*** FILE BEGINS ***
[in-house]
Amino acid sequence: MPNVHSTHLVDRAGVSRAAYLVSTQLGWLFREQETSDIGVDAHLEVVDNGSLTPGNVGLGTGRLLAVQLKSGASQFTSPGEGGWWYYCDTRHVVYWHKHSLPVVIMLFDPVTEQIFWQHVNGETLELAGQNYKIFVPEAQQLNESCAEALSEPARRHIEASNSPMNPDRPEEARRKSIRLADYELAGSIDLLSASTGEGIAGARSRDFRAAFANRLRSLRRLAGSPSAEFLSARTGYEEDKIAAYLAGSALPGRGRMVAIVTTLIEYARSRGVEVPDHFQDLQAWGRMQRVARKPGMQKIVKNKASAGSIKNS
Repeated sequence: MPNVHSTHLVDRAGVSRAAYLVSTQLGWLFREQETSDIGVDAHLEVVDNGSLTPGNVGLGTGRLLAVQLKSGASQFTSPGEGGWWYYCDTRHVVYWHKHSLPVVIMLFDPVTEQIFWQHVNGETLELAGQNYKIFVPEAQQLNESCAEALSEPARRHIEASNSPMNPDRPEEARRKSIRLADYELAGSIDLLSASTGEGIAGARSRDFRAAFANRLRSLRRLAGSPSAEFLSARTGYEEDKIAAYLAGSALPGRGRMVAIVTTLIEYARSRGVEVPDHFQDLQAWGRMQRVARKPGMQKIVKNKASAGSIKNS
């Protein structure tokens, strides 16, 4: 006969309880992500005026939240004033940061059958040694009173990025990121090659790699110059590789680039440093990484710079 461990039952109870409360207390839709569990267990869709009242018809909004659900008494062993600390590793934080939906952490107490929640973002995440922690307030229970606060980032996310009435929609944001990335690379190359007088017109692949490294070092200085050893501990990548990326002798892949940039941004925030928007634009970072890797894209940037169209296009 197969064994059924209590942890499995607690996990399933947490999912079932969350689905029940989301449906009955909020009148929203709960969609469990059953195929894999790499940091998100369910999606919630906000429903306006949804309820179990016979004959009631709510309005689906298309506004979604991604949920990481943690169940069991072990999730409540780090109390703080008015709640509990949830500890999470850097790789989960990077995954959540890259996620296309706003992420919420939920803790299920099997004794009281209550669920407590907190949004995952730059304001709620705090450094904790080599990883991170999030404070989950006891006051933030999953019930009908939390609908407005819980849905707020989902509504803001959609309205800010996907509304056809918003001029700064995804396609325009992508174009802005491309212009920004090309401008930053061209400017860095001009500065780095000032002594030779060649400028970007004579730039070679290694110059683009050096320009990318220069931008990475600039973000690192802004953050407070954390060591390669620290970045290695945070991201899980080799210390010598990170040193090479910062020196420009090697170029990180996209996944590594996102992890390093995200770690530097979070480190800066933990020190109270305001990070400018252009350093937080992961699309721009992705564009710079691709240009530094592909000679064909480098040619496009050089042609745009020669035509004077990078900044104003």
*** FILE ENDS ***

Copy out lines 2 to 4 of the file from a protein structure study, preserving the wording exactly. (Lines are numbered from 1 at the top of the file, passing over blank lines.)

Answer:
Amino acid sequence: MPNVHSTHLVDRAGVSRAAYLVSTQLGWLFREQETSDIGVDAHLEVVDNGSLTPGNVGLGTGRLLAVQLKSGASQFTSPGEGGWWYYCDTRHVVYWHKHSLPVVIMLFDPVTEQIFWQHVNGETLELAGQNYKIFVPEAQQLNESCAEALSEPARRHIEASNSPMNPDRPEEARRKSIRLADYELAGSIDLLSASTGEGIAGARSRDFRAAFANRLRSLRRLAGSPSAEFLSARTGYEEDKIAAYLAGSALPGRGRMVAIVTTLIEYARSRGVEVPDHFQDLQAWGRMQRVARKPGMQKIVKNKASAGSIKNS
Repeated sequence: MPNVHSTHLVDRAGVSRAAYLVSTQLGWLFREQETSDIGVDAHLEVVDNGSLTPGNVGLGTGRLLAVQLKSGASQFTSPGEGGWWYYCDTRHVVYWHKHSLPVVIMLFDPVTEQIFWQHVNGETLELAGQNYKIFVPEAQQLNESCAEALSEPARRHIEASNSPMNPDRPEEARRKSIRLADYELAGSIDLLSASTGEGIAGARSRDFRAAFANRLRSLRRLAGSPSAEFLSARTGYEEDKIAAYLAGSALPGRGRMVAIVTTLIEYARSRGVEVPDHFQDLQAWGRMQRVARKPGMQKIVKNKASAGSIKNS
């Protein structure tokens, strides 16, 4: 006969309880992500005026939240004033940061059958040694009173990025990121090659790699110059590789680039440093990484710079 461990039952109870409360207390839709569990267990869709009242018809909004659900008494062993600390590793934080939906952490107490929640973002995440922690307030229970606060980032996310009435929609944001990335690379190359007088017109692949490294070092200085050893501990990548990326002798892949940039941004925030928007634009970072890797894209940037169209296009 197969064994059924209590942890499995607690996990399933947490999912079932969350689905029940989301449906009955909020009148929203709960969609469990059953195929894999790499940091998100369910999606919630906000429903306006949804309820179990016979004959009631709510309005689906298309506004979604991604949920990481943690169940069991072990999730409540780090109390703080008015709640509990949830500890999470850097790789989960990077995954959540890259996620296309706003992420919420939920803790299920099997004794009281209550669920407590907190949004995952730059304001709620705090450094904790080599990883991170999030404070989950006891006051933030999953019930009908939390609908407005819980849905707020989902509504803001959609309205800010996907509304056809918003001029700064995804396609325009992508174009802005491309212009920004090309401008930053061209400017860095001009500065780095000032002594030779060649400028970007004579730039070679290694110059683009050096320009990318220069931008990475600039973000690192802004953050407070954390060591390669620290970045290695945070991201899980080799210390010598990170040193090479910062020196420009090697170029990180996209996944590594996102992890390093995200770690530097979070480190800066933990020190109270305001990070400018252009350093937080992961699309721009992705564009710079691709240009530094592909000679064909480098040619496009050089042609745009020669035509004077990078900044104003």